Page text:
Your first thought on screening is, 'Is it going to be on film?' You think of a screen you think of a big film screen. You don't think of it as being sent away. You think somebody is going to come and screen you, your first thought, if you weren't, you know if you hadn't read it properly, if you just read it in the paper that, 'Oh you're doing studies for bowel screening' you think, surely people aren't going to come and screen me and watch me [laughs]. And then you think, 'No, don't be so daft, course they're not'. But for some people that might be, what they might be thinking, that might put them off.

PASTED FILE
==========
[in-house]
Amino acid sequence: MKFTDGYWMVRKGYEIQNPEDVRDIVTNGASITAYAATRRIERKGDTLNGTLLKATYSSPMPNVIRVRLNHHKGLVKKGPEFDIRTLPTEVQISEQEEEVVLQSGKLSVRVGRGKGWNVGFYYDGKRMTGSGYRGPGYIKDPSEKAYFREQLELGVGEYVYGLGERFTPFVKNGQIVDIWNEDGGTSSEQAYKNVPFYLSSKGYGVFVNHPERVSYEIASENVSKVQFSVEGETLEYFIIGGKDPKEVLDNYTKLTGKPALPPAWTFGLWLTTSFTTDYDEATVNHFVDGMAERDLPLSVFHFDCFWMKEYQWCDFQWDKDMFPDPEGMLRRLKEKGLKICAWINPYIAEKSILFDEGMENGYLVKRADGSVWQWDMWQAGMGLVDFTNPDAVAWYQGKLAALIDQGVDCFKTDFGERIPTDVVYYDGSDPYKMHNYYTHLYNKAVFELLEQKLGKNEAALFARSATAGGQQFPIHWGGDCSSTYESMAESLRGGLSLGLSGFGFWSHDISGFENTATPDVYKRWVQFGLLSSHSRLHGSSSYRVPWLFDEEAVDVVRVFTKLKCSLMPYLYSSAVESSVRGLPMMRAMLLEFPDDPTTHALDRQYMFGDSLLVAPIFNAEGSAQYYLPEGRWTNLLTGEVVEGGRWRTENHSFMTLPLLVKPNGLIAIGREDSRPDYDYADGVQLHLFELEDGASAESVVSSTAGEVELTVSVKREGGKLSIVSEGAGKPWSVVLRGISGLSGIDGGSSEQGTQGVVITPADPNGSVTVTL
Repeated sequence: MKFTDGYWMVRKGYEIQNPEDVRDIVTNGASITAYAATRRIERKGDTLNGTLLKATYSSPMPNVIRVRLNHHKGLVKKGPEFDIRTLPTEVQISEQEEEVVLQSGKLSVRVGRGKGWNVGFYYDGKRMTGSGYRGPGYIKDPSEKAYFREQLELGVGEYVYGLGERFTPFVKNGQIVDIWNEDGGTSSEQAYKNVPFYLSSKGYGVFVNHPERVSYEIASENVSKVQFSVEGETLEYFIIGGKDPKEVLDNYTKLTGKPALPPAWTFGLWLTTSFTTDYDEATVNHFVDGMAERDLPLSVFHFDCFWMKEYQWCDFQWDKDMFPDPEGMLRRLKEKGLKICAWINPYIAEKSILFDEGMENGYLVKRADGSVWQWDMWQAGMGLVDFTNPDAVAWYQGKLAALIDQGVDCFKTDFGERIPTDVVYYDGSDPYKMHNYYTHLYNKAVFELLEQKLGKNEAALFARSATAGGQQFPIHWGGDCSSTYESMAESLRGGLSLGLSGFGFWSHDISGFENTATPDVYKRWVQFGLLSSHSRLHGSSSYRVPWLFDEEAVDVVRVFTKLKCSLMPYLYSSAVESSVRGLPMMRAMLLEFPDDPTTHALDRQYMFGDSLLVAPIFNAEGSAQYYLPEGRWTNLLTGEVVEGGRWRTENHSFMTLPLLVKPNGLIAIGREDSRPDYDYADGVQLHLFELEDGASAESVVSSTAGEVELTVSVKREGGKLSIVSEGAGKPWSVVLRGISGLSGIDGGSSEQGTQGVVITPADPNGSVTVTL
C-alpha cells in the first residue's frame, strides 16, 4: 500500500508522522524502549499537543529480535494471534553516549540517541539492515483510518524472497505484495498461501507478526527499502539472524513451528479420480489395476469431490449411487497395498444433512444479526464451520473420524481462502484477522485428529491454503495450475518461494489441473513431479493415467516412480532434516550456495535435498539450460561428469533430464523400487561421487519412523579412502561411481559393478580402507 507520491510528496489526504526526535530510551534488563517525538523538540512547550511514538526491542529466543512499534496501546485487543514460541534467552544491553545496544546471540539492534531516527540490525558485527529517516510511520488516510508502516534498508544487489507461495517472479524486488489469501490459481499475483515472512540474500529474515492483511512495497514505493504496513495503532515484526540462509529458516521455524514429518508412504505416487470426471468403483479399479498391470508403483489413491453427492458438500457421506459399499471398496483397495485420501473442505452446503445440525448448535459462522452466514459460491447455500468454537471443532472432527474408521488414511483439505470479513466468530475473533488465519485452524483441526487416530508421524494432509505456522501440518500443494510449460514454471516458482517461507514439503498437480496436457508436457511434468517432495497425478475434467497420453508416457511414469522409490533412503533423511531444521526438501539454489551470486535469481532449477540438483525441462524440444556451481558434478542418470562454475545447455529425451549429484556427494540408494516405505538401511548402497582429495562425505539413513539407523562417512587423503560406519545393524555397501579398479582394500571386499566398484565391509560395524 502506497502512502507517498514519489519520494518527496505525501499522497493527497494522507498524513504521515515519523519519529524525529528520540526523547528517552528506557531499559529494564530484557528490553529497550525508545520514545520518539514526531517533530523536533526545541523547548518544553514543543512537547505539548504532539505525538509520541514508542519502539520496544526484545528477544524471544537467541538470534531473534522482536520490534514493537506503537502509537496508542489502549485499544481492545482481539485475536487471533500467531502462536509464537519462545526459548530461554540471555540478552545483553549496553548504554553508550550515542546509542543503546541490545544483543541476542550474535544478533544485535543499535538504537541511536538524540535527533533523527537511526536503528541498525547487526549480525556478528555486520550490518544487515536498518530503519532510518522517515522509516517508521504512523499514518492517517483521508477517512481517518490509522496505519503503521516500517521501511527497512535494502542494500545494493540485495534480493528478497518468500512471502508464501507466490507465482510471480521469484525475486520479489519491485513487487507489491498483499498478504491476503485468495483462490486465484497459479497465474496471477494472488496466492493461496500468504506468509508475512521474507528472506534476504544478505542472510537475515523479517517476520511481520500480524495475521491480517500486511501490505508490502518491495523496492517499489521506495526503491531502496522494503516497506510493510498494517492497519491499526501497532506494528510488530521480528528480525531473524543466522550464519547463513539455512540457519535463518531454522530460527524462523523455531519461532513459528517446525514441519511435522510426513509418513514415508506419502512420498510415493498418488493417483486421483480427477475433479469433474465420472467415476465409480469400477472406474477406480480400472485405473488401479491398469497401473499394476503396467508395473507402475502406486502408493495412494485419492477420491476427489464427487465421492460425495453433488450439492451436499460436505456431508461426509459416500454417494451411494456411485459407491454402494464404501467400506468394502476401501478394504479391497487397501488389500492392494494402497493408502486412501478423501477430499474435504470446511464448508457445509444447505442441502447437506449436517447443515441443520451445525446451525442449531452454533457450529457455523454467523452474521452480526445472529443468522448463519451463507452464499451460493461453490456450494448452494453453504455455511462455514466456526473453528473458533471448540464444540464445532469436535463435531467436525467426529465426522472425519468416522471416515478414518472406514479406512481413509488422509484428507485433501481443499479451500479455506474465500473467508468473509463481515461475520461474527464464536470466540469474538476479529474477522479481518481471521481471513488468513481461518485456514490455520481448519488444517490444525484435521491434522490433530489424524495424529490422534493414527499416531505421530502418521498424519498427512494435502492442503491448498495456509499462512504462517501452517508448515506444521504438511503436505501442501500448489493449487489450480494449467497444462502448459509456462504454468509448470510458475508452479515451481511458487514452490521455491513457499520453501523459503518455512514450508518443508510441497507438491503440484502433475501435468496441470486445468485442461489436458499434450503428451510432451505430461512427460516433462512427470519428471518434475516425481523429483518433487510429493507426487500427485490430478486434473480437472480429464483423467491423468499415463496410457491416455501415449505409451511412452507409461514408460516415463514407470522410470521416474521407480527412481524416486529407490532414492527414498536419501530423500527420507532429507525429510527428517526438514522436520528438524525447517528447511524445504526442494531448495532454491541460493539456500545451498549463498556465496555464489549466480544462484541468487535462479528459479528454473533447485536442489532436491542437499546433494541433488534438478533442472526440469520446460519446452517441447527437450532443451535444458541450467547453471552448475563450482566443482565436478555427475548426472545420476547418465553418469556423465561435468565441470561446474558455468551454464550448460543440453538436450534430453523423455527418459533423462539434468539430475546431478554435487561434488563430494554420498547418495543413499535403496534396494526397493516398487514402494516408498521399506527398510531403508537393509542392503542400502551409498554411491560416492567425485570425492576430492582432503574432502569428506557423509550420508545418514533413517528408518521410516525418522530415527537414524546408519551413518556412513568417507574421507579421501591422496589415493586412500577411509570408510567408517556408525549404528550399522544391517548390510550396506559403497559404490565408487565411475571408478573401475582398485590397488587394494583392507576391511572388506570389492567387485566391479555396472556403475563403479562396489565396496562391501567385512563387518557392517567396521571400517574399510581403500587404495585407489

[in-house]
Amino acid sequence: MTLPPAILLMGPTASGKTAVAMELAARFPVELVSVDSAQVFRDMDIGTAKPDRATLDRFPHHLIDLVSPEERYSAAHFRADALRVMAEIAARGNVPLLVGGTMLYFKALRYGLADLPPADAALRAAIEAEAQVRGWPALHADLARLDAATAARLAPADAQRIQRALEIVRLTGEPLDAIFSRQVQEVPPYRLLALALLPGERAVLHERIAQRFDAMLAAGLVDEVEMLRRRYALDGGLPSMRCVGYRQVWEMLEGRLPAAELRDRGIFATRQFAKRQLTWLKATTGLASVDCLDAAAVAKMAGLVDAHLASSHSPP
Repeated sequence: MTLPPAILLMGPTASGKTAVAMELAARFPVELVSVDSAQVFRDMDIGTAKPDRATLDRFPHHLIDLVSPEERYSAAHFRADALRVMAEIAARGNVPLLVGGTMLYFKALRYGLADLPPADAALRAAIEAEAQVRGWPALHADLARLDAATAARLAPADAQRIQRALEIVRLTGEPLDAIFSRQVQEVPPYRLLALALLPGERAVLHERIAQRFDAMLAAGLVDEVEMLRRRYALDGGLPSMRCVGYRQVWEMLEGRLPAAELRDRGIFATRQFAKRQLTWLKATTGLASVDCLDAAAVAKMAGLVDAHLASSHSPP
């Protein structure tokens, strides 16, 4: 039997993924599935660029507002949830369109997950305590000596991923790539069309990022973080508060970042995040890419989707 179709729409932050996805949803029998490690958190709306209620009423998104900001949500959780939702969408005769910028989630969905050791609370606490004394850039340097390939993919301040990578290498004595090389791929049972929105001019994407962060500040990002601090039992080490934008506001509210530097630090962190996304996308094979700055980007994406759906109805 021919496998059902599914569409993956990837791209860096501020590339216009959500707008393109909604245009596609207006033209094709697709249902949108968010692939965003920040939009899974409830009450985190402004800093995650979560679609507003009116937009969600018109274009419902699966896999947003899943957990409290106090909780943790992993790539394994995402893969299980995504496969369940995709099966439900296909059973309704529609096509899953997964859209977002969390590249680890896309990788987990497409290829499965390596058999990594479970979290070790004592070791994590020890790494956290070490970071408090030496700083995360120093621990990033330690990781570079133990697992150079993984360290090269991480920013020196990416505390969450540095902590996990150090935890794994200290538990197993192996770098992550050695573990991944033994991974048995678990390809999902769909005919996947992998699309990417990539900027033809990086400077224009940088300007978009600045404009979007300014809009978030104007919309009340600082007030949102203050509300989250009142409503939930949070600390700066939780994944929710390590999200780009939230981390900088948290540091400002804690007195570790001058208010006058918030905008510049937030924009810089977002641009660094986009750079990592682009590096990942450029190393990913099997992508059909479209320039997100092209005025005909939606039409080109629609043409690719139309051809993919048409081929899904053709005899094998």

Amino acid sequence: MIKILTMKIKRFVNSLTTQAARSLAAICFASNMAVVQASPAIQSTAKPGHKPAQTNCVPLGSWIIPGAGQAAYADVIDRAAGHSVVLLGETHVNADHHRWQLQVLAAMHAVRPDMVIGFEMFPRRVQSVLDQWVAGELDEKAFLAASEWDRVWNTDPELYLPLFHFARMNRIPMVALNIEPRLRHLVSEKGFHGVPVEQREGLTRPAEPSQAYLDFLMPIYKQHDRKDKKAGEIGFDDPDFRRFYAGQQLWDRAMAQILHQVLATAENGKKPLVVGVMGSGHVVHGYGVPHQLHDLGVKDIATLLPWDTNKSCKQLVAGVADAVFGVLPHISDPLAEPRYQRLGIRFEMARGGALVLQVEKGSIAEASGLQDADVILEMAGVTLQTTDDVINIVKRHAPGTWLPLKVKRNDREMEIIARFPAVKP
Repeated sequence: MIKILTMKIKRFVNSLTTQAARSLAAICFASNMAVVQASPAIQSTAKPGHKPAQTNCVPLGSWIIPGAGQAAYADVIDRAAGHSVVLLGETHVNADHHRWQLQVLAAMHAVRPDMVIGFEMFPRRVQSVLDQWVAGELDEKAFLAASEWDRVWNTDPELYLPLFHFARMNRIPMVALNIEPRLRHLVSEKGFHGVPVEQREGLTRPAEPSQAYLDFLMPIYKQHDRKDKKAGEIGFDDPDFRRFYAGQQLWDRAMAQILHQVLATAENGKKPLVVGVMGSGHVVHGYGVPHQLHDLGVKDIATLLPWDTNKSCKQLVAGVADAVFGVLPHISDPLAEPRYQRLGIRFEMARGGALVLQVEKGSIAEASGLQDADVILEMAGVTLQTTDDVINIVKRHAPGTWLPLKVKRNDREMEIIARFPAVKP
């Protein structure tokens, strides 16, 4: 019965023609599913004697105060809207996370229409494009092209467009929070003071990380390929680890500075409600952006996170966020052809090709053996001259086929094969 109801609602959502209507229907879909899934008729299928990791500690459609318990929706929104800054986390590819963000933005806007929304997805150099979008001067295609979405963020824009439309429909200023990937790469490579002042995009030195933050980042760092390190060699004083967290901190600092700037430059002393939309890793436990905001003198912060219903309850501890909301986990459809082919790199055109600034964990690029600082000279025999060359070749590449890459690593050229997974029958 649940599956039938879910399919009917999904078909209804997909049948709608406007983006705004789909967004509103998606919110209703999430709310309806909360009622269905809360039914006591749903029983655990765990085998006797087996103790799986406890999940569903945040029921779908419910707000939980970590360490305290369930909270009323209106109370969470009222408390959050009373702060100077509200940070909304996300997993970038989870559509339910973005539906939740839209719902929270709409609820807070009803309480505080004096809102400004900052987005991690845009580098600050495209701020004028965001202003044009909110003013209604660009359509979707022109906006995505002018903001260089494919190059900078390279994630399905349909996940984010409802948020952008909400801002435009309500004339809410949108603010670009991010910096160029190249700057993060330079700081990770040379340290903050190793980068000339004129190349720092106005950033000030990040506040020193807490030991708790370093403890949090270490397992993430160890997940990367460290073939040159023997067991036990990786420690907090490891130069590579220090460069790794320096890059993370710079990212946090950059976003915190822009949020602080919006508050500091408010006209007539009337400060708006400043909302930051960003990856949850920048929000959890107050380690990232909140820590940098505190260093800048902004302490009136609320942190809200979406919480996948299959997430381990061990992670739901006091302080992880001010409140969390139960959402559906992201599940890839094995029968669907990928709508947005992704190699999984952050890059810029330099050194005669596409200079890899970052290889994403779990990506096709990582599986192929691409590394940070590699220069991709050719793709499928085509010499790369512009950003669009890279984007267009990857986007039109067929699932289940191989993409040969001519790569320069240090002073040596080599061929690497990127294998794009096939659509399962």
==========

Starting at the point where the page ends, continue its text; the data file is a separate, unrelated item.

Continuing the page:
Mm they might, mightn't they?
A really interesting point. And now what's your understanding of screening?
Well my understanding of it now is you just get your kit and away you go.
It is known that taking part in regular bowel cancer screening reduces the chance of dying from bowel cancer by about 16% but it is important to consider the disadvantages as well as the advantages of screening (Cochrane Database of Systematic Reviews 2006). The screening process is not completely safe, and bowel cancer may be missed during a colonoscopy.